He was born in the South of Italy in a small town called Muro on the sixth of April. It was in the year 1726. His father, Domenico, was a tailor. His mother, Benedetta, had already borne three daughters. Gerard was the youngest – the only son. They were an ordinary hard-working Italian family. Pious too. Donna Benedetta often brought her three youngest to Mass with her at the shrine of Our Lady of Graces at nearby Capotignano. And, like thousands of other small boys, then and now, Gerard was all eyes for the strange new things he saw. Not quite four, he was too young to know what was going on. But he did know this: he liked the “pretty lady with the baby.”
“Mama, Mama, see what I got from the little boy.” In his hand he clutched a small roll of bread. Nobody paid him a bit of attention as he chattered about a pretty lady and her baby who had given him the bread. Small boys love to make up stories! But the next day he brought back another white roll, and again the next day, and the next. His mother decided to investigate. Next morning she followed her son. Off he ran the two miles to Capotignano, making straight for the chapel. Benedetta followed. It was then she saw who his playmate was – the Christ-Child himself. The statue of Our Lady of Graces had come to life. The infant climbed down from his Mother’s arms to romp with Gerard. A bewildered Benedetta ran home to Muro. At mealtime, little Gerard came back with another roll of bread.
In after life this childhood attraction for the “pretty lady with the baby” ran over into a love for all children and their mothers. This can be seen in the most cursory glance at his life. There are so many wonders wrought for little children . . . and for mothers. The “Mother’s Saint” has earned even greater claim to the title in the nineteen decades since his death.
His Lordship’s Latch-Key
Ten years later when he was houseboy for Bishop Albini at Lacedonia, children went home to their mothers with all sorts of stories told them by Gerard Majella. But the townsfolk had learned about the new houseboy themselves. Everyone had tales of his kindness, his visits to the poor in the clinic, his compassion. How he bandaged the wounds of the sick and brought them leftovers from the bishop’s table. Anyone who noticed him at prayer in the cathedral knew Gerard for what he was.
But the morning they saw him running down the cathedral steps with the Bambino, they didn’t know what to say! It was the last week in December in 1743. People stopped and stared at Gerard racing down the street with the statue of the Infant from the crib. A crowd followed after him. He paid no attention. On he ran to the public well.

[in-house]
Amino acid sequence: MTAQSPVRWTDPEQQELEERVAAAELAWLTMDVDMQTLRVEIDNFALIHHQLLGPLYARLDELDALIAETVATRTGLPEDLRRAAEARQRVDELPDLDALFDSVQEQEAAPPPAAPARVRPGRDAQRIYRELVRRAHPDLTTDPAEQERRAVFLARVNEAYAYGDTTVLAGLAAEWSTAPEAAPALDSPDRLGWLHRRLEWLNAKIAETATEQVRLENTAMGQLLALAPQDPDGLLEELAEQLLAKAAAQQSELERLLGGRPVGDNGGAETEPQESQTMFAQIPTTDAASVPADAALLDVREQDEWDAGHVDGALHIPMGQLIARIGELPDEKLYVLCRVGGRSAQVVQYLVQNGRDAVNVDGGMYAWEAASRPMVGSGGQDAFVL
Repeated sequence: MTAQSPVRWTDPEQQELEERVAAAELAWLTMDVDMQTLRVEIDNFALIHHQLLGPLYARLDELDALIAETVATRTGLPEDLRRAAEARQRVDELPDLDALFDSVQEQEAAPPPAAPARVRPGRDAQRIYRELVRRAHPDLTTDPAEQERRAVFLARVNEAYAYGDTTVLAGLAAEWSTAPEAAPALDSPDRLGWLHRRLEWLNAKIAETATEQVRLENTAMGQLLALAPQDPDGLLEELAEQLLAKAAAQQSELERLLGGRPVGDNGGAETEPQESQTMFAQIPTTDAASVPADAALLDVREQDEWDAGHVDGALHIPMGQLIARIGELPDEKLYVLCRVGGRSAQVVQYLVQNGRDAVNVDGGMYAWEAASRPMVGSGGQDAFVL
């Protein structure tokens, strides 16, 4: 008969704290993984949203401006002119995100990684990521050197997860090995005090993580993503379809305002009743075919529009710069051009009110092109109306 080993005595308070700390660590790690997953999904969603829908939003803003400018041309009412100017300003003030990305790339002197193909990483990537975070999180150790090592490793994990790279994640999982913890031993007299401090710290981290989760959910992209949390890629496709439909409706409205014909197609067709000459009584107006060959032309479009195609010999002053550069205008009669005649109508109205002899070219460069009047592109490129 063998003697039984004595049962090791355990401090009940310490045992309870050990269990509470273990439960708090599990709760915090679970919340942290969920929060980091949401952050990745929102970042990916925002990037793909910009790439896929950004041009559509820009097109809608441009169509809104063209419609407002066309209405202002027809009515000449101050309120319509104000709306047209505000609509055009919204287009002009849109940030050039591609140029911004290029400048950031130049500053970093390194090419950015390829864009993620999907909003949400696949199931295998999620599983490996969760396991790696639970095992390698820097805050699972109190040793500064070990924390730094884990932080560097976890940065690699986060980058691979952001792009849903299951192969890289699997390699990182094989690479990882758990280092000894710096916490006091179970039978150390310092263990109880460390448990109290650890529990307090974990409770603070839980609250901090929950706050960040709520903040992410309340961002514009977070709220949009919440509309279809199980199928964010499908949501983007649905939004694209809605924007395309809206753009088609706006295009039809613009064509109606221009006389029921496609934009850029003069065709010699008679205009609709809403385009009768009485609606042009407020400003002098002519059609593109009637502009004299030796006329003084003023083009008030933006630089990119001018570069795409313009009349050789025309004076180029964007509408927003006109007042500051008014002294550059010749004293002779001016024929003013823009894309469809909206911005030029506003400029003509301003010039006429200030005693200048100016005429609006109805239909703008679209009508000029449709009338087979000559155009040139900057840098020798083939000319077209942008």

What happened? What’s the matter?” Someone explained how His Lordship had gone for his morning walk, and the house-boy had locked the door and come down to the well for water: but as he leaned down to haul up the bucket, the bishop’s key had dropped into the well.
Gerard had by now tied a rope around the Bambino, and was lowering it gently into the well. “Gesu, Gesu Bambino” he prayed aloud, “find me my key. It’s the key to His Lordship’s house . . . and he’ll be back in half an hour . . .” Bystanders craned their necks to peer into the well. Others shook their heads and walked off. Some smiled a little smugly at the antics of the frightened houseboy. But when he pulled up the rope from the well and the dripping statue of the Infant came into view, there in Bambino’s tiny hand was the Bishop’s key.
In June of 1744, Bishop Albini died at Lacedonia and Gerard returned to his hometown of Muro. He had been apprenticed to a master-tailor before going to Lacedonia to work for the bishop and knew the trade quite well. Now after a short apprenticeship with a second tailor, he set up his own business in his mother’s house.
There’s magic in an established name. And the sign “Majella the Tailor” hanging over the shop brought many of his father’s old customers to the door. His growing reputation for faultless workmanship won him patrons from all walks of life. His prices were always fair. He was scrupulously honest. From the poor, he took no payment at all.
One day, a man came in with some goods for a suit. Gerard spread it on the table, and laid his tape measure along its length. “Mmmmm!” He shook his head. The cloth was much too short. The poor man could not hide his chagrin, as he had no money for more. “It is nothing,” said Gerard, running his fingers along the edge of the cloth. He measured it once more. Three yards . . . four . . . five! More than enough for a fine substantial suit! As a matter of fact, when the garment was finished, the man received a good extra piece of material. The cloth had grown longer under Gerard’s miraculous touch.
One and Twenty
April 6, 1747. How the years fly! Gerard was twenty-one and as yet had not found his heart’s desire. He had a fair business: at least he could support his mother. He gave he a third of all his earnings. Another third went to the poor of Muro. The rest was for Masses for the Poor Souls. As for himself . . . God would provide. Not too practical to a hard-headed businessman, but he was more than just a small town tailor. He wanted to be a saint.